I’ve played a lot of people who were a kind of Unabomber,” Peter Sarsgaard says. “I don’t feel like that’s me.”
If Sarsgaard’s roster of upcoming films is any indication, casting directors are starting to feel the same way about the actor, whose sleepy features and measured, brooding delivery have made him something of a go-to guy for playing what he calls “self-sufficient loners” in films from Boys Don’t Cry to Shattered Glass. Sarsgaard is currently attached to no less than five films, including this November’s Kinsey, Bill Condon’s biopic of Alfred P. Kinsey, the taxonomist turned legendary sex researcher.
Sarsgaard portrays Clyde Martin, research associate and lover of both the good doctor (played by Liam Neeson) and his wife. His assured performance, casual full-frontal nudity, and long, melting kiss with Neeson (“It was mostly weird when no one would call ‘Cut,’ ” Sarsgaard says of filming the scene) will undoubtedly fuel more next-big-thing whispers. It’s a refrain that has accompanied almost every role Sarsgaard has played since his debut as one of Sean Penn’s victims in Dead Man Walking. But the actor remains unfazed. “It’s just a kind of praise,” he says. “I don’t expect it to translate into anything material, like a higher wage. I just take it as meaning ‘We liked your performance.’ ”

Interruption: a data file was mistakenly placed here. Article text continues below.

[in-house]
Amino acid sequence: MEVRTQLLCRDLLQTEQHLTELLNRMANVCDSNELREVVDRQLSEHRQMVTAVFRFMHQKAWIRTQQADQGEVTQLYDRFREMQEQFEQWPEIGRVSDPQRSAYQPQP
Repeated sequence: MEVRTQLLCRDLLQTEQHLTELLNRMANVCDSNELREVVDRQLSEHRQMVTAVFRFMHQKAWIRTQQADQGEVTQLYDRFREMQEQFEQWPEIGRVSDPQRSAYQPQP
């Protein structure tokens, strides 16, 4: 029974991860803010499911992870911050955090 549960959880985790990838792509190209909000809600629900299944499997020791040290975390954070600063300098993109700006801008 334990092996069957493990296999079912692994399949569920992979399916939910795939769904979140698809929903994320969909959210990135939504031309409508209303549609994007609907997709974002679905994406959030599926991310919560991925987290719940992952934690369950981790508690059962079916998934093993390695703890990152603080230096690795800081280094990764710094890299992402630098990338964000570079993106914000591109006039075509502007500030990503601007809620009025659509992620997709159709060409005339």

Whether Hollywood can see the man who played an awkward computer geek in The Center of the World and a grave-robbing pothead in Garden State as romantic-comedy-lead material (“I would love to do something like that,” Sarsgaard admits) remains to be seen. Should leading-man status loom, Sarsgaard, who has been dating Maggie Gyllenhaal for almost three years, will have at least been schooled in the finer points of life in the public eye. “I would prefer to reveal the most intimate parts of myself on the screen rather than in life,” he says. “But there is something satisfying about exposing yourself to the media. It feels kind of good, like sharing. But,” he adds ruefully, “I’m learning.”